Semin Neurol 2024; 44(02): 104
DOI: 10.1055/s-0044-1785194

Neurology in Underserved and Marginalized Populations

Sarah Wahlster
1   Departments of Neurology, Neurosurgery and Anesthesiology University of Washington, Seattle
Aaron L. Berkowitz
2   Department of Neurology, University of California, San Francisco
› Institutsangaben

Over the past decades, the field of neurology has witnessed groundbreaking progress in both diagnostics and therapeutics, including the description and characterization of new antibody-mediated syndromes, development of advanced neuroimaging and monitoring techniques, major advances in treatment of acute stroke, and countless new treatments for epilepsy and multiple sclerosis, to name just a few. However, these advances are only accessible to a small proportion of the world's patients with neurologic conditions due to large disparities in access to neurologic care. Barriers to receiving advanced neurologic care include lack of access to resources (due to cost, distance from resources, or both), insufficient public health infrastructure, urban–rural healthcare gaps, limited training opportunities for clinicians, and social determinants of health particularly affecting marginalized populations.

In this issue of Seminars in Neurology, we highlight the work of colleagues who have dedicated their careers to addressing these disparities in neurologic care. Authors from 11 countries (Brazil, Canada, Chile, Colombia, Ethiopia, Mexico, Nepal, Peru, Ukraine, United States, and Zambia) across 5 continents describe challenges in improving neurologic care, education, and research in underserved regions and for marginalized populations, and provide frameworks for how they have addressed these challenges through their work. Through these articles we learn how inpatient neurology services, acute stroke treatment, epilepsy care, neurology training, and research infrastructure have been developed in different world regions that previously had little or no access to neurology care. We learn about the unique challenges faced by neurologists caring for patients in a country at war and patients who have been forcibly displaced. While many of these challenges may seem geographically distant from neurologists practicing in high-resource settings, the authors of articles in this issue also teach us about the unique challenges facing underserved and marginalized populations in high-resource settings related to race and ethnicity, sex and gender, and social determinants of health, and how to improve care for these populations.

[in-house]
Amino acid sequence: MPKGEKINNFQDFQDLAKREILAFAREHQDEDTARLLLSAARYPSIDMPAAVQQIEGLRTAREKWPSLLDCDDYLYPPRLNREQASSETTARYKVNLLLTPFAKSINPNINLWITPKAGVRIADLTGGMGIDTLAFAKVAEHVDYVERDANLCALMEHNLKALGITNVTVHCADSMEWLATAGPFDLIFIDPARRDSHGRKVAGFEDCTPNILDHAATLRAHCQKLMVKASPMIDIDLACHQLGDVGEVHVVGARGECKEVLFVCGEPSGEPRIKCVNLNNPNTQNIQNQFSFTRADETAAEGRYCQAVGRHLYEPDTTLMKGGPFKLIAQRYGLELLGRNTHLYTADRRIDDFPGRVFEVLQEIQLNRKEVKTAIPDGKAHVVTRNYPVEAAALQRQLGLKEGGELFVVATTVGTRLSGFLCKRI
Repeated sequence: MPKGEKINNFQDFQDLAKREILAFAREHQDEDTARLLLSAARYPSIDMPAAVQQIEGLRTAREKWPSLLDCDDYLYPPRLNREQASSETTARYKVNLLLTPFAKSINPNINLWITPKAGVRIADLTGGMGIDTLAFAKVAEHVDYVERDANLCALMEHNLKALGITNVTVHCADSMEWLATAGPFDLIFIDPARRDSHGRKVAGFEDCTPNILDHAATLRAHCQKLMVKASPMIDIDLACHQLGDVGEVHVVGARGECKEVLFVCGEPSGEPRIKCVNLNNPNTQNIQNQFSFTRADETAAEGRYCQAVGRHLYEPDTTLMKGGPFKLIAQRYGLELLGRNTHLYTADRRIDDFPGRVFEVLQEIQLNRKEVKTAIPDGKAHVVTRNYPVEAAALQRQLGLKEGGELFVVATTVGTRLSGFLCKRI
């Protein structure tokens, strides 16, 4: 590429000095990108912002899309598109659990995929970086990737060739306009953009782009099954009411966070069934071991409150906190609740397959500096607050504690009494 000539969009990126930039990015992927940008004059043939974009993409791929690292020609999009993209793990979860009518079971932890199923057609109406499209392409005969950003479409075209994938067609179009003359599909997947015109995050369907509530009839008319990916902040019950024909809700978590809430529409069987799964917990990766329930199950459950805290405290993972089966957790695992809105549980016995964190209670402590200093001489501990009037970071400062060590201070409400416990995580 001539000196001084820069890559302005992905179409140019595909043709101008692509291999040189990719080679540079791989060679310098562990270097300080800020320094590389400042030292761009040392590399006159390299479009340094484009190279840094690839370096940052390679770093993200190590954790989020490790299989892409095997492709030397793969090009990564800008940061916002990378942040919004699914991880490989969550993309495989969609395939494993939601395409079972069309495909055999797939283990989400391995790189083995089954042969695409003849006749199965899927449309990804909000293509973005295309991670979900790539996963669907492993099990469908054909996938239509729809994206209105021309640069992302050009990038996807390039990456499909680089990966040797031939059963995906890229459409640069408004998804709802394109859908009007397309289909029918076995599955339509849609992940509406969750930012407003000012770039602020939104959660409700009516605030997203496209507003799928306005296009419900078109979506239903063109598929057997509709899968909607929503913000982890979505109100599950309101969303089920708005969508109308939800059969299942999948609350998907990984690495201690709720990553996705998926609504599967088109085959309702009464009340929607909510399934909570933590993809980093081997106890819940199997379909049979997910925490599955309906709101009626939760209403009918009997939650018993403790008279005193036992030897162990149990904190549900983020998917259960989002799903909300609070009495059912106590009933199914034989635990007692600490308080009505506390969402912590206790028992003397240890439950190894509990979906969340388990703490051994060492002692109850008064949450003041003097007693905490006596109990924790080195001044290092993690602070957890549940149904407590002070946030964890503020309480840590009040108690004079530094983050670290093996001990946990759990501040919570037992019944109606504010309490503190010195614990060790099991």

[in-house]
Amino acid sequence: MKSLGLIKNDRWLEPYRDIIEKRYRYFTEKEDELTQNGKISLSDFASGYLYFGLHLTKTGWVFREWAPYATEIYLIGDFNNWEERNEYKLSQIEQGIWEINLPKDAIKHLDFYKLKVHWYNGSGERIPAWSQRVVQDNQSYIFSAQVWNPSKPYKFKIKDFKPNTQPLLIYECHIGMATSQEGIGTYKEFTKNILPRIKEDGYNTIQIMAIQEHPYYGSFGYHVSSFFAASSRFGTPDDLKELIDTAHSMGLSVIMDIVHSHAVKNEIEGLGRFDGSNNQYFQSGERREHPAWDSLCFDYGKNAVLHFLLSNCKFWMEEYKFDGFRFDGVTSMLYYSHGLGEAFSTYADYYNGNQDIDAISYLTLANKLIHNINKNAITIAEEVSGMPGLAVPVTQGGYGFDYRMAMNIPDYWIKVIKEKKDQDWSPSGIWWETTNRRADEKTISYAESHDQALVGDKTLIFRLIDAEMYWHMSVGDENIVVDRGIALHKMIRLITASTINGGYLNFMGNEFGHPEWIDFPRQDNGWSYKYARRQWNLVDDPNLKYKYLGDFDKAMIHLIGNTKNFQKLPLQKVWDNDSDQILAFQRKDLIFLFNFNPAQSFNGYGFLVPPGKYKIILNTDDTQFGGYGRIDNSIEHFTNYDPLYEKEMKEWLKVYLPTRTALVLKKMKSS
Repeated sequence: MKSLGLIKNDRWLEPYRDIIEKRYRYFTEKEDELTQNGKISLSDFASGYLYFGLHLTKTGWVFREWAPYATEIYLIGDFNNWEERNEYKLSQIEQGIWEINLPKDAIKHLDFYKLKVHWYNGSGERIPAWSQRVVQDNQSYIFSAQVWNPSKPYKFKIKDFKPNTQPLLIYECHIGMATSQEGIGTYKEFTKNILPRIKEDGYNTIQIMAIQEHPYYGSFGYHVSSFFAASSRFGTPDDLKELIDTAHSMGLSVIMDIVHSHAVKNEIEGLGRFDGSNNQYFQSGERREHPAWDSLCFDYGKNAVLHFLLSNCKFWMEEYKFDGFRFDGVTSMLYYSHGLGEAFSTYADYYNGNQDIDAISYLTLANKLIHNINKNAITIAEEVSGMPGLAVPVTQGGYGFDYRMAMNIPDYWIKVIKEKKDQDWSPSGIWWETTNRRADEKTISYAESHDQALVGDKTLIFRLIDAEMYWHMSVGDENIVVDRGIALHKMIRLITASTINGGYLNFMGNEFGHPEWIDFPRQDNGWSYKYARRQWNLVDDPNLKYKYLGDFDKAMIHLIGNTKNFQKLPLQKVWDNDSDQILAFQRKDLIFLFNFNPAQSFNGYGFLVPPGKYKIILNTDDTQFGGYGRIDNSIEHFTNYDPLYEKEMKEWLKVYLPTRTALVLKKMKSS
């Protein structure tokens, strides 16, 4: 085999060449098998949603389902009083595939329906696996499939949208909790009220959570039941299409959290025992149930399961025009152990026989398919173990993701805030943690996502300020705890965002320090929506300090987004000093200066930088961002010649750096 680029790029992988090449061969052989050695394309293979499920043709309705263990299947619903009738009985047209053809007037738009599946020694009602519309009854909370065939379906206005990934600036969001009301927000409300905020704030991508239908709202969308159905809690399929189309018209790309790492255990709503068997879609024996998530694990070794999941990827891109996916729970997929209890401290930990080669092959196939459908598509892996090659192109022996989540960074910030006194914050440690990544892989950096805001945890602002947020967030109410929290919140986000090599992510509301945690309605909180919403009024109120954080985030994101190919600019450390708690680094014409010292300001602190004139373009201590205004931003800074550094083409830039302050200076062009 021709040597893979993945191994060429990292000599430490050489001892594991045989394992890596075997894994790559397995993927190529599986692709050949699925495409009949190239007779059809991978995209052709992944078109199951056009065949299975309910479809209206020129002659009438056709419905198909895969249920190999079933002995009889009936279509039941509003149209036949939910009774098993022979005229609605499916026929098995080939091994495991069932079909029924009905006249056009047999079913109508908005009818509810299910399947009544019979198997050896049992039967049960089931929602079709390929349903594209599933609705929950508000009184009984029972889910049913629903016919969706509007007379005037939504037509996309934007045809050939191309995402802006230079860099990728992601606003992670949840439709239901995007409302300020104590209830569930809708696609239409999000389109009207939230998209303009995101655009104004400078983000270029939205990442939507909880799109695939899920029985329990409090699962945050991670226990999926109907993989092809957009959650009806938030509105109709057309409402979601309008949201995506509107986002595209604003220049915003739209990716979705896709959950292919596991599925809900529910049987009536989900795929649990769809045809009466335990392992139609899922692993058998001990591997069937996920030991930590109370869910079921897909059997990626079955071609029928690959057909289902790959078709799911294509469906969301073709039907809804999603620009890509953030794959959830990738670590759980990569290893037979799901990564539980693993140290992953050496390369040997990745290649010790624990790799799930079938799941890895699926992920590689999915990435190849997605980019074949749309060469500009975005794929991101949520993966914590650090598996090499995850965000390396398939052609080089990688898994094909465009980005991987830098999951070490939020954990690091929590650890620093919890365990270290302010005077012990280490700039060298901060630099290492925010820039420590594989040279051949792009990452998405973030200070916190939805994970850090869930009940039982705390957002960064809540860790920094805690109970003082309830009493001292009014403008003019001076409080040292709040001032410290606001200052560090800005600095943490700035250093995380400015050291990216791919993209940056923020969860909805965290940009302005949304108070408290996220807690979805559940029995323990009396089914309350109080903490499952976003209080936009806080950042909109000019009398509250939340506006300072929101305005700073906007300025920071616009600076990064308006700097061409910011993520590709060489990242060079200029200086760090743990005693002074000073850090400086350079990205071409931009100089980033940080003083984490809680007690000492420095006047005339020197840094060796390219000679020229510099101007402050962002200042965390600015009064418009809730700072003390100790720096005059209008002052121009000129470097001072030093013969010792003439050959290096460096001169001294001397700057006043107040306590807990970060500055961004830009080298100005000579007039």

These articles highlight ongoing inequities, disparities, and challenges. But they also provide hope and inspiration. The authors describe ongoing efforts to improve the neurologic care of patients and populations, educate the next generation of neurologists, and increase research into how best to serve all patients with neurologic disease. We hope that highlighting these authors' work will increase awareness of the issues facing patients and clinicians worldwide and the ongoing tireless efforts of dedicated individuals to increase access to neurology care, education, and research where it is limited or nonexistent. We also hope these articles will provide a framework that helps us all think about how to improve the care of underserved and marginalized populations and how to engage in ethical, mutually beneficial collaborations toward that goal in diverse contexts.

We are deeply grateful to each of the authors for their generosity in sharing their important and inspiring work through these articles. We also wish to express our sincere thanks to Dr. David Greer and Dr. Ariane Lewis for inviting us to guest edit this issue of Seminars in Neurology and for their guidance and mentorship.


Artikel online veröffentlicht:
17. April 2024

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